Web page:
Just like pickling scapes, you can also turn them into a garlic flavoured vinaigrette for your salads. The brilliant thing about this is it helps the scapes last longer while also giving you a mild tasting dressing to drizzle over your salads. Blend with basil, vinegar and lemon juice until thoroughly mixed together. You can decant this into a jar or a pouring bottle and then drizzle over dishes or even just pour into a dish and add balsamic vinegar for an excellent dip for fresh bread.
Image from With Food and Love
Just like asparagus, you can grill your garlic scapes and just eat them. The best way to do this is heat up a griddle pan so it is hot and then oil your scapes lightly. Break off the harder tops and make sure they are roughly the same size so they cook evenly. Using tongs, add the scapes to your pan one by one until they are chargrilled and have started to blacken in lines on the outside. The scapes will only need about as long as you would cook an asparagus spear so tailor it to your own preferences.
You can add herbs or sauce after the scapes are grilled to your liking. Sprinkle with some sea salt and black pepper to taste.
Image from Seasons and Suppers
Risotto is one of the tastiest, most warming dishes you can enjoy through autumn and winter. But it can also be a bland looking dish as the colour is often just a white or cream without much to look at. When you’ve spent hours slaving over a stove and stirring it to get it perfect, it can look a little disappointing on the plate! This is where garlic scapes come in really useful for adding some colour and flavor to your dish.
Using orzo pasta and a fine chicken or vegetable stock, make your risotto as you would do normally. When you are around five minutes from serving, add in some finely chopped garlic scapes for a burst of colour and fragrance. This is an excellent way to use up frozen scapes since they can just be added and stirred in.
Image from Abcds of Cooking
Most curries call for a base of onion and garlic to start. Chefs sweat off these ingredients first before adding the base of the sauce – whether that is tomato, ghee or cream. But if you don’t have garlic, or you just want to add a milder flavor to your dish, chopped garlic scapes work just as well.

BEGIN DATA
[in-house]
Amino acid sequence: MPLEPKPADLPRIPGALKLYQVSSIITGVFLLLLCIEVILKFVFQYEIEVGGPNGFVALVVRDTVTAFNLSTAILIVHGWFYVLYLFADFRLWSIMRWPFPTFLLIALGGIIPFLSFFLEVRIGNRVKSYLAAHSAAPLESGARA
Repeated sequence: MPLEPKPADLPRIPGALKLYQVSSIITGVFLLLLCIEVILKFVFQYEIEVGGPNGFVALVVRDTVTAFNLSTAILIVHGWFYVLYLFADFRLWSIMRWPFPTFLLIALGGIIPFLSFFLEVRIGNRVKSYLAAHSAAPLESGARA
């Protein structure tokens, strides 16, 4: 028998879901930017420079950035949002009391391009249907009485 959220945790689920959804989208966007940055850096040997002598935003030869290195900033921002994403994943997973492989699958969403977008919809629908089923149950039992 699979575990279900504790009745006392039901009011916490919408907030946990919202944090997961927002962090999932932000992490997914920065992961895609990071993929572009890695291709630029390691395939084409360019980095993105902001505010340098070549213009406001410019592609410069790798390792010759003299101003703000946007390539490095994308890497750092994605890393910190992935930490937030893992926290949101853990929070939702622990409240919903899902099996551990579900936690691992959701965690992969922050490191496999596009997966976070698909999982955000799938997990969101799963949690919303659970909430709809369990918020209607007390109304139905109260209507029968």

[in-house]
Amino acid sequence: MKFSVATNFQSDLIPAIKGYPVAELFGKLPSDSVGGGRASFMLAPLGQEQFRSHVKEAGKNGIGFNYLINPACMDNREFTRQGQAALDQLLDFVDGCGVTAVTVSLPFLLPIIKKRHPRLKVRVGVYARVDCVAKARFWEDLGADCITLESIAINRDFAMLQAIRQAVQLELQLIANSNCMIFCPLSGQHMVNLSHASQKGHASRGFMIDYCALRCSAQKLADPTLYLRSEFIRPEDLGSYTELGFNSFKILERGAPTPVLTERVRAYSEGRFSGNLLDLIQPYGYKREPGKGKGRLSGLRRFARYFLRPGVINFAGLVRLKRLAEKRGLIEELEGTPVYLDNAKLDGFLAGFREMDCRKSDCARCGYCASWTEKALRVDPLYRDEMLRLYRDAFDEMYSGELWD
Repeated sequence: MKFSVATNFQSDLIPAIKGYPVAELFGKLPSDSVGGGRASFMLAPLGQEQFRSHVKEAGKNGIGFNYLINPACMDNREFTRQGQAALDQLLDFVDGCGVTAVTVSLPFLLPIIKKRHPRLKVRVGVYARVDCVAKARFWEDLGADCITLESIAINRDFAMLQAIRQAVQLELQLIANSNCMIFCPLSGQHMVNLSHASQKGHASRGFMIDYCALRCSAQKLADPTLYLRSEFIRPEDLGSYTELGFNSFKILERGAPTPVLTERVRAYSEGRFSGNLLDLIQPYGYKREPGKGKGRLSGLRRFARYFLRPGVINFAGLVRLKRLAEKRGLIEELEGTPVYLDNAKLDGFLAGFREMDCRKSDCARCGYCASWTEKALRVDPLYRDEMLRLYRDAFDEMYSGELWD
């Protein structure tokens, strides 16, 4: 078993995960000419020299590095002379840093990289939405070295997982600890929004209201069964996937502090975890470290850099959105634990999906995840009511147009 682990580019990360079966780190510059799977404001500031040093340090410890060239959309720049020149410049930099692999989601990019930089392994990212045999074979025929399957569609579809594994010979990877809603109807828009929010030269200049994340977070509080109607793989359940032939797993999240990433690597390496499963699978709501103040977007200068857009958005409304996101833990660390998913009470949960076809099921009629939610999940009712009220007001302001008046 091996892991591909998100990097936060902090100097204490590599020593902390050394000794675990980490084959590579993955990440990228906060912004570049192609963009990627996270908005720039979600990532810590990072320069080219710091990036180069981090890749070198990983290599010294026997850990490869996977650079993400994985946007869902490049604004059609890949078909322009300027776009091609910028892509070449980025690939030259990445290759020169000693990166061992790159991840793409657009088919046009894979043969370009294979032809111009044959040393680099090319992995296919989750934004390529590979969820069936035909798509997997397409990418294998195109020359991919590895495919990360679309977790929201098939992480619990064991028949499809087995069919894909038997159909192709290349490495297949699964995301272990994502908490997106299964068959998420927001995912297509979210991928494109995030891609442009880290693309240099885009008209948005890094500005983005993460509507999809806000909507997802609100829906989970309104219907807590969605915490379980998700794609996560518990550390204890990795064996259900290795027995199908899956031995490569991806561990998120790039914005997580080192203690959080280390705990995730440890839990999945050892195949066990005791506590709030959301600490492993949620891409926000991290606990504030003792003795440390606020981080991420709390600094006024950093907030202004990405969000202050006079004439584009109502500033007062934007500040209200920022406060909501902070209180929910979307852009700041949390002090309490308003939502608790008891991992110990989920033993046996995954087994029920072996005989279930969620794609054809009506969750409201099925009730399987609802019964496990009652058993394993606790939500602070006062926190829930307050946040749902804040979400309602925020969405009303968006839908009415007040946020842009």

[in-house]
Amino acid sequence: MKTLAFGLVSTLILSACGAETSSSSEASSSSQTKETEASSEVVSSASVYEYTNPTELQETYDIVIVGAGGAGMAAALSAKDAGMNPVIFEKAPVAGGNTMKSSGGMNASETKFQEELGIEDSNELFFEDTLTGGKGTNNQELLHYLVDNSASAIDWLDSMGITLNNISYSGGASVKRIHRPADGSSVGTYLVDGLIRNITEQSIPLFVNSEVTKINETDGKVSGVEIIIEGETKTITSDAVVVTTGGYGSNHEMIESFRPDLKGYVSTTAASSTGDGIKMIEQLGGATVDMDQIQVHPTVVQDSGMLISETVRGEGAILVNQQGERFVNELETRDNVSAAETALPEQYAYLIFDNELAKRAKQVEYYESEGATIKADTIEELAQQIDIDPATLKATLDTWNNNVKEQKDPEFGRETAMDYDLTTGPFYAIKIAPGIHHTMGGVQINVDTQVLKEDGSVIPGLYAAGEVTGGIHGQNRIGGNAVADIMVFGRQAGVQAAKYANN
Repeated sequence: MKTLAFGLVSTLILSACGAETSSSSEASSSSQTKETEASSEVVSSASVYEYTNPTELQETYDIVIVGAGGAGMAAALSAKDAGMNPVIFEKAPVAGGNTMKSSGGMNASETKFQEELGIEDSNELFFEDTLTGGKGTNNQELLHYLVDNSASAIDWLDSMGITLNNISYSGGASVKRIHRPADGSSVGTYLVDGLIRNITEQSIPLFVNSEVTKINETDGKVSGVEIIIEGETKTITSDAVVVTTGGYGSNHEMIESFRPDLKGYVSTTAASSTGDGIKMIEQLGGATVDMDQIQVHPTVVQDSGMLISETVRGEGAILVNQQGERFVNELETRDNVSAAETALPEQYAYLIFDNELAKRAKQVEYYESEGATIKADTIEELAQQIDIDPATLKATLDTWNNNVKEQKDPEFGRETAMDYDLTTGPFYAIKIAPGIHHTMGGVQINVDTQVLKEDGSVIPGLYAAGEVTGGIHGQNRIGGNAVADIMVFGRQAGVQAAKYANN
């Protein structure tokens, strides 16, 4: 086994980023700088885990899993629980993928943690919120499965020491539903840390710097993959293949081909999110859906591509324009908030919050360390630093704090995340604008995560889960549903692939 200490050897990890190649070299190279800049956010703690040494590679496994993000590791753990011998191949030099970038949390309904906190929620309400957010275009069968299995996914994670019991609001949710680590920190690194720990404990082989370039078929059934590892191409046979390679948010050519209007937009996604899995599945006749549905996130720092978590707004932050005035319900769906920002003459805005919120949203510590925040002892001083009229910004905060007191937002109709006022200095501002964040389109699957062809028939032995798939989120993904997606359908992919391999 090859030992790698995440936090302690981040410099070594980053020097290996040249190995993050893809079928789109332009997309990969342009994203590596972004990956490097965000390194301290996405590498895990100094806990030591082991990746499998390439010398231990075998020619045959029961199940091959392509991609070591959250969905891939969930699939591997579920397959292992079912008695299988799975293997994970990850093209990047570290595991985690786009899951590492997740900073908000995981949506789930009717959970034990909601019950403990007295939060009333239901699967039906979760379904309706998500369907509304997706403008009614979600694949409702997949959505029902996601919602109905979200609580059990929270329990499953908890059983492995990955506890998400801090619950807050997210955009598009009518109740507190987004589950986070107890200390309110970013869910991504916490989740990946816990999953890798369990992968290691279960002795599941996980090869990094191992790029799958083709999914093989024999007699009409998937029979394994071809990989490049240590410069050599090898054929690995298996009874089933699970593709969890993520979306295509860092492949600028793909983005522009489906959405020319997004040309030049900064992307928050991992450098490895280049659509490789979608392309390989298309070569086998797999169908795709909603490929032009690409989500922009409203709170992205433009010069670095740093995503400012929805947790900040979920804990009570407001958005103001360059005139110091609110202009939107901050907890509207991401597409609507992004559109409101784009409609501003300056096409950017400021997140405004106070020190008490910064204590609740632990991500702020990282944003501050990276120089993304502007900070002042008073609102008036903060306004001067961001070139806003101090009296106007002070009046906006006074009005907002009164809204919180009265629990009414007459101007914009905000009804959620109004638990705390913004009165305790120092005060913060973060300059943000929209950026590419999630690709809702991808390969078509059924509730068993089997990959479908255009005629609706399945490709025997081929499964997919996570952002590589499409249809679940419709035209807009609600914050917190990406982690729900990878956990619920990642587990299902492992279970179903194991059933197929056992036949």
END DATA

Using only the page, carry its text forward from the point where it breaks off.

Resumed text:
A great addition is coconut and adding scapes to a coconut milk curry won’t overpower the delicate flavourings and adds something extra to your overall meal.
Image from food52.com
This is a great way to use up your garlic scapes which are too “woody” to be eaten directly or chopped up and added to dishes. This will also flavor your meat at the same time. These tasty additions will be a talking point at your next gathering for sure! Just make some scape skewers by using the “woody” scapes filed down into a sharp point at one end. Take your beef, lamb or pork (any meat works with this really!) and thread them straight onto the skewers. You might want to marinade the meat first or you can leave it plain with just a little salt and pepper and let the garlic flavor come out of the scapes.
When you’ve threaded them all on, just lay them in a hot pan and sear them until cooked. Serve with satay dipping sauce and cool yoghurt.
Image from Cold Garden
As we’ve mentioned above, garlic scapes really are quite similar to asparagus spears. They have a similar consistency and cook the same. The only difference is the flavour! This makes them perfect to adapt for one of the most common asparagus dishes – wrapped in bacon with a hollandaise sauce.
Just take your scapes and some good, meaty bacon, then wrap them carefully. You want to start from the top and make sure the bacon overlaps slightly so it doesn’t come unravelled when cooking. Once all of your scapes are wrapped, simply place them into a pan on a high heat and griddle until the bacon is browned. Serve alone or with a simple sauce. Bacon wrapped garlic scapes! Yum!
Image from Naturally Ella
Spring onions are what we most associate with vegetable spring rolls but scapes can be chopped and used in much the same way. The scapes need to be chopped into long, thin pieces and then rolled into a thin pastry or steam-able pancake. The spring rolls can either then be deep fried or for a healthier option add them to a steamer alongside some gooey pork dumplings and steam for about four to five minutes.
So, the next time you harvest your garlic plants and turn to toss those scapes straight in the trash, just stop and think back to this list. There are so many ways you can use garlic scapes and the milder garlic taste complements so many dishes.
Freeze them, preserve them or whizz them up into a pesto, just don’t throw them away! We hope you have found this list helpful and it will give you some ideas for recipes in the future. Please comment below with your ideas and share this list with your friends.